Second 'bean bounce' happened
I usually go back a couple of weeks to see what I wrote about prior to composing a column for the current week. Sometimes I will be right on the money comparing recent price action to my comments from earlier writings. Other times I will discover that I was totally wrong in my outlook. This week is one of those weeks when earlier musings had direct relevance to what is happening in the markets this week.
Two weeks ago I used words like “free fall” and “crash” to describe what had been happening in the soybean market. In other columns I had talked about the possibility of a second dead cat bounce and how unusual it was to see two in one season.
Price action in the last two weeks has caused me to have flashbacks to those earlier columns. In fact prices have retraced much of the earlier loss and have completed all of the necessary qualifications for the second bounce. The ten days higher rule was met on Tuesday of this week. Price action took prices above the 35 cent, 50 cent and dollar a bushel over the second harvest low levels to accomplish every factor necessary to complete the bounce.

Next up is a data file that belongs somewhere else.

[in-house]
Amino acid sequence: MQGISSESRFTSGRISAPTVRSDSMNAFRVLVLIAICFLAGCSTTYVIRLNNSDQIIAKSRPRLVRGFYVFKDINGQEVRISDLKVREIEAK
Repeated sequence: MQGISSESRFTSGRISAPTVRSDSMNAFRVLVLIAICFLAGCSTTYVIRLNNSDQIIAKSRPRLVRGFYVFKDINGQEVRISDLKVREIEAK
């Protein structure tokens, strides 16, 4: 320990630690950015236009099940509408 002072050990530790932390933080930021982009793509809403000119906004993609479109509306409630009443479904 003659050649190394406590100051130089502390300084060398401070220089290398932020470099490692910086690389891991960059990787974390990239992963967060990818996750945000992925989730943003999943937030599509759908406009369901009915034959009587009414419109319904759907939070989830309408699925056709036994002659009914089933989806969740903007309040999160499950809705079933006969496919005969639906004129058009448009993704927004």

The free fall that I had described earlier stopped. The second dead cat bounce did happen. The one thing necessary to take advantage of these positive developments is to sell the soybeans.
Probably the most frustrating aspect of the bounce strategy is that it does not give clear signals as to when to pull the trigger on sales. There are three possibilities to help solve this dilemma. First is that the bounce seldom lasts past December 31. That gives three and a half weeks to make the decision. Secondly I watch for worsening basis as a sign that demand is starting to diminish. So far there is no indication that is happening. With a positive basis at processors in Eastern Nebraska and Western Iowa, it is clear that buyers want inventory. It would be unusual to see prices drop under those conditions.
Third, in high price years such as we are now in, a dollar a bushel over the harvest low has been a good target for selling. The cash bid here at the local elevator on Thursday was $1.11 over the harvest low on November 16. This clearly exceeds the harvest low of $13.50 by more than a dollar.
I do not try to predict prices. I only point out factors that have worked to accomplish profitable sales in the past. The market can do anything it wants. Each year is a little different. It is up to the seller to make the decision on whether to sell now or hold for a spring rally.
In the last few years of prices over $10, hitting the spring high has been a profitable strategy. Only time will tell if that is a more profitable strategy this time around. Remember, there will be another crop harvested in Brazil and Argentina when it is spring in this country. This is not a time to get greedy!